April 1, 2016
One of the most important factors influencing whether a college student in California seeks help for a mental health problem is the campus attitude toward mental health issues, according to a new RAND Corporation study.
Students on campuses where there was wide support for mental health issues were more than 20 percent more likely to receive mental health services and 60 percent more likely to do so on-campus, according to the findings.
To better understand why and how often students fail to seek help for a mental health problem, RAND researchers collected data from an online survey administered at 39 California higher education campuses in the spring and fall semesters of 2013. A total of 33,943 college students and 14,018 staff and faculty completed surveys.
The researchers paid particular attention to factors that are amenable to change, such as the presence of on-campus mental health clinics, students' coping skills and campus climate around mental health issues. The findings will be published online April 1 in Psychiatric Services in Advance and in the August print edition of the journal Psychiatric Services.
“We found that it was not just the students' perception of campus climate that was important,” said Dr. Bradley Stein, a study author and a senior scientist at RAND, a nonprofit research organization. “On campuses where the faculty and staff felt they had adequate resources and services to support students with mental health problems, there was significantly higher use of mental health services by students, both on and off campus.”
Researchers found that 19 percent of students reported experiencing serious psychological distress in the past 30 days and 11 percent reported significant mental health-related academic impairment in the past year, such as having to drop a class. Twenty percent of all students reported using mental health services while attending their current college, with 10 percent using on-campus services and 10 percent off-campus services.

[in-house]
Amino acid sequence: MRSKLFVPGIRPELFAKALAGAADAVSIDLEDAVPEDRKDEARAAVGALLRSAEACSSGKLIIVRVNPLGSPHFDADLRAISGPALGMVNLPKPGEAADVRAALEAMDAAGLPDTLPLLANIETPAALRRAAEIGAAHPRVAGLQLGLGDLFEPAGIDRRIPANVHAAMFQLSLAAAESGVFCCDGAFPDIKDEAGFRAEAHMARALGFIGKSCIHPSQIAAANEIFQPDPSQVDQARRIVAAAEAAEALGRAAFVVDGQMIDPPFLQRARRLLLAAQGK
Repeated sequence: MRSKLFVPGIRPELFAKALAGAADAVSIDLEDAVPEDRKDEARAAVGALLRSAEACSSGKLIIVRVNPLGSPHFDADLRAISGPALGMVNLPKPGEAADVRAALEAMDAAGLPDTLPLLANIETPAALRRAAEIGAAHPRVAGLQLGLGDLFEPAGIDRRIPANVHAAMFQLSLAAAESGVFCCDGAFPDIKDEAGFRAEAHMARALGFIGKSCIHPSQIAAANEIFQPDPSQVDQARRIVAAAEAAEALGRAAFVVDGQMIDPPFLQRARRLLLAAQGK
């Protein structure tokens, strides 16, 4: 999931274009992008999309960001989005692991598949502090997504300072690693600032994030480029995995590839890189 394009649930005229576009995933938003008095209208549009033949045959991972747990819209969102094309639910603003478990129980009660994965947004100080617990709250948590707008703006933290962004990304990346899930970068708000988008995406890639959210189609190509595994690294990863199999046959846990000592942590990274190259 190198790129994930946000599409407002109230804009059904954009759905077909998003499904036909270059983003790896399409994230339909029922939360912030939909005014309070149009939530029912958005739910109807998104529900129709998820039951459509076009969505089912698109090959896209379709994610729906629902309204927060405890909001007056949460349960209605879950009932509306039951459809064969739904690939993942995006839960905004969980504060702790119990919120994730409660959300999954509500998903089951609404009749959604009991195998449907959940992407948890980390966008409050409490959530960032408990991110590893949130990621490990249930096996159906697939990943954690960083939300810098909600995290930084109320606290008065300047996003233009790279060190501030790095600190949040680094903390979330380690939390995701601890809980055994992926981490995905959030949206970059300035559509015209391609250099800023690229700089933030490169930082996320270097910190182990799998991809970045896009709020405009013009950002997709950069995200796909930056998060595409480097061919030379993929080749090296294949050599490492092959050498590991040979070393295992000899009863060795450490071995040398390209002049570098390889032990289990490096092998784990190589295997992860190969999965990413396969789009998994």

The California Mental Health Services Authority (CalMHSA), an organization of county governments working to improve mental health outcomes for individuals, families and communities, has provided funds to support prevention and early intervention efforts across each of the California public university and college systems. With the support, all three higher educational systems have made substantial efforts to enhance awareness and knowledge of student mental health issues, as well as related services.
Students with active coping skills such as seeking alternate solutions to personal problems or working out problems by talking or writing about them were also among the most likely use mental health services. The students with active coping skills were almost 50 percent more likely to seek services compared to the students with low coping skills.
“The importance of coping skills was especially noticeable among students who reported that their academic work had suffered in the past year as a result of current serious psychological distress,” said Lisa Sontag-Padilla, the study's lead author and a researcher at RAND.
The research team estimates that if every California public college student with a current mental health problem or recent mental health-related academic impairment were to study on a campus with a culture supportive of mental wellness, the chances of that student getting the mental health services they need would increase by almost 40 percent.
Support for the study was provided by CalMHSA. CalMHSA statewide mental health prevention and early intervention programs are funded by counties through Proposition 63. The proposition, also known as the Mental Health Services Act, imposed a tax on high-income California residents to expand mental health services to previously underserved populations and all of California's diverse communities. The CalMHSA programs are only one part of the Prop 63 initiatives.
The study, “Factors Affecting Mental Health Service Utilization Among California Public College and University Students,” is one in a series of reports done by RAND to provide an assessment of the efforts being made by CalMHSA.
Other authors of the study are Joshua Mendelsohn, Elizabeth J. D'Amico, Karen Chan Osilla, Lisa H. Jaycox, Nicole K. Eberhart and M. Audrey Burnam from RAND and Michelle W. Woodbridge from SRI International.
RAND Health is the nation's largest independent health policy research program, with a broad research portfolio that focuses on population health, health care costs, quality and public health systems, among other topics.